News media mimic domestic beasts of burden: Sometimes lazy, often trainable, but always hungry.
Politicians represent one group motivated to “win the media,” especially during an election. You can see a good example with the current Democratic presidential primary candidates as they fight for daily headlines.
Don’t forget about corporations, whose publicity machines relentlessly pitch brand names in an effort to score free advertising wrapped in journalistic integrity.
News outlets, especially those on television and the Internet, rely on a topic’s urgency to hook an audience that demands immediacy in the first place.
While every day has its news, not every day bears enough fruit. Likewise, any journalist will say it’s much easier to be fed a story than to hunt for one.
No news outlet is immune to spin or distraction. Rather, news outlets resist manipulation to different degrees. But if the mass media rule as conduits of information, then so does the pirate who learns how to silently hijack the messenger’s ship.
A recent report by The New York Times explored a “Trojan horse” used by the Bush administration to slant reporting on the Iraq war. The administration, which mastered media manipulation long ago, deployed “military analysts” armed with specific talking points on Iraq matters.
The media depend on so-called expert sources — the more official, the better. The news media need credibility to survive.
Picture the paradox when the Bush administration labeled competing facts and dissent to its policies as unpatriotic, and ultimately challenged the legitimacy of the press. Yet at the same time, the administration controlled the primary sources of official information that are so vital to credibility.
As a result, the press either had to dig elsewhere or accept the spoon-fed sound bites that, for a time, kept journalists and readers “in check.”
The public relations assault also continued on the education front.
The Bush administration’s Department of Education paid conservative commentator Armstrong Williams to promote the No Child Left Behind Act in his 2004 broadcasts.
As part of the deal, Williams regularly commented on No Child Left Behind and also interviewed Education Secretary Rod Paige for TV and radio spots, according to USA Today.
Unfortunately in the Information Age, media outlets also manipulate themselves.
A major newspaper that breaks a story delivers what is seen as the definitive report, which the rest of the nation’s media pack will pick up with little questioning.
But enough about politicians, corporations and the national media.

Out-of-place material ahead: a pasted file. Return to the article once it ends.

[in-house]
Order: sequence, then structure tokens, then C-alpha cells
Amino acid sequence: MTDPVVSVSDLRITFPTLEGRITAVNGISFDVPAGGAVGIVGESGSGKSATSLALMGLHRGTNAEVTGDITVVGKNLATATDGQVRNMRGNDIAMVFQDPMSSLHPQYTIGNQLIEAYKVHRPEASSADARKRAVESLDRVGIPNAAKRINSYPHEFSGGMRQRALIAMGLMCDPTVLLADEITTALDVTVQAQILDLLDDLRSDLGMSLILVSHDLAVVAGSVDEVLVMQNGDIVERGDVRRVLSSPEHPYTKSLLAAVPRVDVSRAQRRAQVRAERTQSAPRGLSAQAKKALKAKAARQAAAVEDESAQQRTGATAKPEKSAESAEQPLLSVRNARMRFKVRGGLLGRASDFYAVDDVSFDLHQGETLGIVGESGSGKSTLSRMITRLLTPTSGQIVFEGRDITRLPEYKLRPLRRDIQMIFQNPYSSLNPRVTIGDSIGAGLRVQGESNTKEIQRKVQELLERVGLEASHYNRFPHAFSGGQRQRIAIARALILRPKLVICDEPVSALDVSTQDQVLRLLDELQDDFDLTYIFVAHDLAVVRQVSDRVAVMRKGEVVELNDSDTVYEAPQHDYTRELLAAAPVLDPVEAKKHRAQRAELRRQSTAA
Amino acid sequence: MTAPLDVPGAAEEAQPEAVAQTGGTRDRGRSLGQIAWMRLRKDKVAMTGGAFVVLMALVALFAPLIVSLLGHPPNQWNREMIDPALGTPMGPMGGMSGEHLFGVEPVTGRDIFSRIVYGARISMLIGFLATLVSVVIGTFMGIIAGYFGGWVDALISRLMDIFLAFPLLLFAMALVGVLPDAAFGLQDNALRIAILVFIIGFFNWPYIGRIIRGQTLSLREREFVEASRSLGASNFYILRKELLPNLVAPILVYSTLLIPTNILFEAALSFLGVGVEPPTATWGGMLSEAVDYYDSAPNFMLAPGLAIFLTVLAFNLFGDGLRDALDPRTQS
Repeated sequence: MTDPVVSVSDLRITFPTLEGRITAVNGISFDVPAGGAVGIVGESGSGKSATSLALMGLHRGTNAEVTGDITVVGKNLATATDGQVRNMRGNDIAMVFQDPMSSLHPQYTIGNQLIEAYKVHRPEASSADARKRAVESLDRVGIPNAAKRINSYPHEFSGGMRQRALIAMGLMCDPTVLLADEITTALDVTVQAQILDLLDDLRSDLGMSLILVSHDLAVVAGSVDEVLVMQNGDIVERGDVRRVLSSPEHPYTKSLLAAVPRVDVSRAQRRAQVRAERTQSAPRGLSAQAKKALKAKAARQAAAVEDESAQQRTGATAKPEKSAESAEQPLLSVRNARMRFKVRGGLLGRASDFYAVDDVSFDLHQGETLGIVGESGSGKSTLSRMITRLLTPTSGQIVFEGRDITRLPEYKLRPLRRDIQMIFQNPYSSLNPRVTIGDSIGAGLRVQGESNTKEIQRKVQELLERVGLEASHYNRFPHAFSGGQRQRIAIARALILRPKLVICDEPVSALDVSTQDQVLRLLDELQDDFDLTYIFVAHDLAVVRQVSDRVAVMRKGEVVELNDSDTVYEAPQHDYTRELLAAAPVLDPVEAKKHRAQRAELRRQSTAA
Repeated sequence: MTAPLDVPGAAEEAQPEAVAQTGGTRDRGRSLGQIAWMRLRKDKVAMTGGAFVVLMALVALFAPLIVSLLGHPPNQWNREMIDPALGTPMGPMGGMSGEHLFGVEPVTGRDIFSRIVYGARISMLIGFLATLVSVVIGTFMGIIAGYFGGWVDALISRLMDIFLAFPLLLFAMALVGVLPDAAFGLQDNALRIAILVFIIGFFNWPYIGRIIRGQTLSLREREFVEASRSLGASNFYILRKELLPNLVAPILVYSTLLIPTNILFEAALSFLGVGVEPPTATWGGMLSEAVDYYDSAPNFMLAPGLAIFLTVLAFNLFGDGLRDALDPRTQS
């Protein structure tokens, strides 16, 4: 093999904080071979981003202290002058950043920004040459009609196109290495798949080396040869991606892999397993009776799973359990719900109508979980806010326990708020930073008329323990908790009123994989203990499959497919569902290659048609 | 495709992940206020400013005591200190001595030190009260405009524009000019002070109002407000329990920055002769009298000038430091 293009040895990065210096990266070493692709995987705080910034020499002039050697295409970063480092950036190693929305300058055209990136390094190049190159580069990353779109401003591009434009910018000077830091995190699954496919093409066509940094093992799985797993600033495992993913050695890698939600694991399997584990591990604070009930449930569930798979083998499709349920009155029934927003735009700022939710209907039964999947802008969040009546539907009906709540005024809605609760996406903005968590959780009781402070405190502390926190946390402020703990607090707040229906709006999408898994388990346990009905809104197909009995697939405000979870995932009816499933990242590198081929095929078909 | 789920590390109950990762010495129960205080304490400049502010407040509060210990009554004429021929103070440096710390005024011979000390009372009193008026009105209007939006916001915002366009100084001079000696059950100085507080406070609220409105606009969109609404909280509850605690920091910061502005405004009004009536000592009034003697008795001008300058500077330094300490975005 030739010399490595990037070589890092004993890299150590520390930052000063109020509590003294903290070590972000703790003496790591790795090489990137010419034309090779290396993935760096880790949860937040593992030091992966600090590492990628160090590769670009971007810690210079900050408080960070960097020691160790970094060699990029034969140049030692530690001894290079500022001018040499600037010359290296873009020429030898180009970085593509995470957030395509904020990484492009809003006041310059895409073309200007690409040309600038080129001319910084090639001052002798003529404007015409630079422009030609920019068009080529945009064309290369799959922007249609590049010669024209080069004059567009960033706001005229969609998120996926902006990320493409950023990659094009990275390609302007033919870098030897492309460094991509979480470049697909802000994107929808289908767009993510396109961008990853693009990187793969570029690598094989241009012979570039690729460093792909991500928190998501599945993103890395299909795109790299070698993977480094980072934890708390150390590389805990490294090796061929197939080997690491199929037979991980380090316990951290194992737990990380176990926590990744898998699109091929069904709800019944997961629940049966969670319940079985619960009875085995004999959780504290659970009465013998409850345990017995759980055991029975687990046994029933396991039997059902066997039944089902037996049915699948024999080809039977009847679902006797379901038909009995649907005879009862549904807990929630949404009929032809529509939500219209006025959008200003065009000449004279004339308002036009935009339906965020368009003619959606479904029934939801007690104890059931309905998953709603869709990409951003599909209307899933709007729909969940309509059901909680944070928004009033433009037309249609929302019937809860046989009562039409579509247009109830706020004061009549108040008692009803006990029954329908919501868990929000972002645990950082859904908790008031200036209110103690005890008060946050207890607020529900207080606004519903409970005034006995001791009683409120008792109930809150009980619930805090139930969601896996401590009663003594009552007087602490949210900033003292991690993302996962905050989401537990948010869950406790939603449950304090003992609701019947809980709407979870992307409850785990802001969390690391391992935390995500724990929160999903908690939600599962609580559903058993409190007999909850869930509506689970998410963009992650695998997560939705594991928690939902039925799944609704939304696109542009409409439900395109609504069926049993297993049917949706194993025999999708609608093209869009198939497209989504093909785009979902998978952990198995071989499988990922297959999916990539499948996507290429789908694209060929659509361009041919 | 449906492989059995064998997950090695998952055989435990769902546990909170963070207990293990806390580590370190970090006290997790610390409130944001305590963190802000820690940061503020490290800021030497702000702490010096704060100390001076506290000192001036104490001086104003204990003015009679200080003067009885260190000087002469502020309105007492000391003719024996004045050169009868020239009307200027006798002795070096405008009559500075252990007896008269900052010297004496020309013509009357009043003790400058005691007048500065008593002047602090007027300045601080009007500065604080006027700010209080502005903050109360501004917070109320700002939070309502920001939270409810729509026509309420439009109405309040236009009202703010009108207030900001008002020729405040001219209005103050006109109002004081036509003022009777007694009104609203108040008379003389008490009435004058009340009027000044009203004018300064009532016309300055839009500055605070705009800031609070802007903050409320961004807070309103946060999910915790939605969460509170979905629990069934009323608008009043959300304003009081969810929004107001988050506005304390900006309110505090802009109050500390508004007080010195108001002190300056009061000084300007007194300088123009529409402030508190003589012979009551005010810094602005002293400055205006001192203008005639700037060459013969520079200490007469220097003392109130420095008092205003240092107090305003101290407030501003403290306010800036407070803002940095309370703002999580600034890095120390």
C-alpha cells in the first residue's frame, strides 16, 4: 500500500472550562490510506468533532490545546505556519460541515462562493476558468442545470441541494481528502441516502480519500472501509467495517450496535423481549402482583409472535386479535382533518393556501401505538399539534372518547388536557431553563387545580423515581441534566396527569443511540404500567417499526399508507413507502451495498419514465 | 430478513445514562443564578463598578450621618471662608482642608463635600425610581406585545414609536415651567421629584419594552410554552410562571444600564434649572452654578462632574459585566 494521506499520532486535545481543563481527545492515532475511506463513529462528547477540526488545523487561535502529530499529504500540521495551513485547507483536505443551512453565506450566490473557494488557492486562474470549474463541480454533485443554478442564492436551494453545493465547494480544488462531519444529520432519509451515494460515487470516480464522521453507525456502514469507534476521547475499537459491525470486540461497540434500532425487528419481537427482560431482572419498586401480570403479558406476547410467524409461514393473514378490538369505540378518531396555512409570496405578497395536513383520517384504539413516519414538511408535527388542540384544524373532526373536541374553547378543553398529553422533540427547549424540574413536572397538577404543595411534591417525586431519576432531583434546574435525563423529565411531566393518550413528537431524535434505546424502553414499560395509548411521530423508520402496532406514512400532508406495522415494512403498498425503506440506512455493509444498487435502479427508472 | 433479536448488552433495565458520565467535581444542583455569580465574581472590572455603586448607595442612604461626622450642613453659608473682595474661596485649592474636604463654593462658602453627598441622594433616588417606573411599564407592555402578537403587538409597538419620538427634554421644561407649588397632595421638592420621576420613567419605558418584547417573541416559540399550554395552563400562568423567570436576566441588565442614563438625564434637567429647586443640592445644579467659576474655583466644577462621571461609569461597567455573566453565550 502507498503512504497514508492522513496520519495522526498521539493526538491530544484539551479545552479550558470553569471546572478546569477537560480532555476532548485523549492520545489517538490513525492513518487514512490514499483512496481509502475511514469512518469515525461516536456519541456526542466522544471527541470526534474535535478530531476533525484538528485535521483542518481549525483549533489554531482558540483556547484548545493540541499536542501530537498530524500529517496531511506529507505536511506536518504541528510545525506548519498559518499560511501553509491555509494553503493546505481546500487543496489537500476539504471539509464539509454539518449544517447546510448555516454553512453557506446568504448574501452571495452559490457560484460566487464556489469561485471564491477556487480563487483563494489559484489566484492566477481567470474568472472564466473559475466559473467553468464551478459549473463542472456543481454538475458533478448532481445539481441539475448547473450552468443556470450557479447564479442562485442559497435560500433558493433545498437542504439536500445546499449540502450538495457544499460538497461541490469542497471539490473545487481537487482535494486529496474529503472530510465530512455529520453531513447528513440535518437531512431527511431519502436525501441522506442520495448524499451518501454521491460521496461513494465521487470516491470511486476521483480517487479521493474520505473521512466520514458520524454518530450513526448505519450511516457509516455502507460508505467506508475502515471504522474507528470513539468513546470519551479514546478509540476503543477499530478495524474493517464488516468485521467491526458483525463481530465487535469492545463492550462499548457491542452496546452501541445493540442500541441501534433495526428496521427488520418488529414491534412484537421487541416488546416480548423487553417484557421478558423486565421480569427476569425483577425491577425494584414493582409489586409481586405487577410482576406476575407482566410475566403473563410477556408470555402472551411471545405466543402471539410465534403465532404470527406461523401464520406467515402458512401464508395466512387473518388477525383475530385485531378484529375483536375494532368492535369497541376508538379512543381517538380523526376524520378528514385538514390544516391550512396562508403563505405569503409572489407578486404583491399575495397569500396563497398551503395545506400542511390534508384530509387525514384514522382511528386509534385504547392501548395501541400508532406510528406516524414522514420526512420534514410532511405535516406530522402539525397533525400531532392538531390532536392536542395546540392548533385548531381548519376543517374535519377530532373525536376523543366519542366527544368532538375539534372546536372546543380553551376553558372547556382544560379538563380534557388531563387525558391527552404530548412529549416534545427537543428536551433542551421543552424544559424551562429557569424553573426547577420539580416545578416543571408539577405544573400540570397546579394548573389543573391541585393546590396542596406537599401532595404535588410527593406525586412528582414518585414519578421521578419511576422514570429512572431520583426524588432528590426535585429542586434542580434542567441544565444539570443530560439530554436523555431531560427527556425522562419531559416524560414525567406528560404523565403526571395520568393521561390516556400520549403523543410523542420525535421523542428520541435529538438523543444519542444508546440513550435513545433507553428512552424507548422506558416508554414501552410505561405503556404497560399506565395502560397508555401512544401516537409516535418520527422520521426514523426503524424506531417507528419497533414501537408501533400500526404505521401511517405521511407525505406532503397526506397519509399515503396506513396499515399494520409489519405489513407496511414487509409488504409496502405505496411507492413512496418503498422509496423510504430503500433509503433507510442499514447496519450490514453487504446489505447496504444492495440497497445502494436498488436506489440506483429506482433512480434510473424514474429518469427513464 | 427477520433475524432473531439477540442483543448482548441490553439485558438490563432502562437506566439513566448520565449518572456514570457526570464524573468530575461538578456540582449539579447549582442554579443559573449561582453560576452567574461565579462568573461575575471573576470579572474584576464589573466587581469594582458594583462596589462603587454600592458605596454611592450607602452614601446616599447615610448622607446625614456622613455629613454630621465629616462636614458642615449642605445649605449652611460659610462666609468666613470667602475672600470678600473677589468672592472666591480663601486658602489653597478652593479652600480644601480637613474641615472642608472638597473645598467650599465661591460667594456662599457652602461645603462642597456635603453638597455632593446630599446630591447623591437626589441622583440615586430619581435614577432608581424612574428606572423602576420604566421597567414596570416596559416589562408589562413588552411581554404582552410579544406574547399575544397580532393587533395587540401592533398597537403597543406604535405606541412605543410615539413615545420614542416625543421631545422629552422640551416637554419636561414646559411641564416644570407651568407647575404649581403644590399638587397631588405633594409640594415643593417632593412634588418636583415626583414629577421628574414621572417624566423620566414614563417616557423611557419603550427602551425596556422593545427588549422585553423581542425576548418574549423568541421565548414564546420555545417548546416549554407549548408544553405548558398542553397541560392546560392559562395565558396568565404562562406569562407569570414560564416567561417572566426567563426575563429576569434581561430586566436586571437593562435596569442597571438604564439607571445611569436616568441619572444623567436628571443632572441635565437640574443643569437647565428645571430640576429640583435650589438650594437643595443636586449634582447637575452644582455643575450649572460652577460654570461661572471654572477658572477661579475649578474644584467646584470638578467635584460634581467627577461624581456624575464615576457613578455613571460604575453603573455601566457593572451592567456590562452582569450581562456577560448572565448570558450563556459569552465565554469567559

Let’s explore how everyday people can work the local media to their advantage. We all love a good story, this paper included.
For starters, compare “news” to a carrot, and the media to a horse.
In order to maximize the proverbial carrot’s effect on leading the horse:
1. The carrot must be damn tasty — less like a crunchy veggie dipped in dressing, and more like a cheeseburger dripping with bacon grease.
2. The carrot must be sliced up neatly on a tray, complete with napkins.
In other words, the news must seem unusual, controversial and urgent, then presented in such a way that minimal legwork is required to fish for the day’s catch.
If a journalist receives your tip in the morning, that provides plenty of time to finish the story before heading home for dinner.
For an example of a local media stroker, take publicity stunt maestro Tim Eyman. His ongoing efforts to pass initiatives into law require
news coverage because of their effect on state residents. Love him or hate him, he can’t be ignored.
However, Eyman also knows how to work the media to his advantage through both positive and negative publicity.
Every mention of his name in the media, including this paper right now, incrementally increases the legitimacy of his actions. He consistently keeps the media privy to what he’s doing, luring news outlets with potential topics to cover.
On a slow news day, Eyman may just strike gold.
Legendary communications theorist Marshall McLuhan coined the phrase “the medium is the message.” He said the characteristics of a medium itself (television, newspaper) will shape how the consumer understands the message that medium delivers.
When talking about manipulating the media, we must acknowledge the media’s own ability to manipulate public opinion.
After all, media outlets still decide what content to present — and how to present it.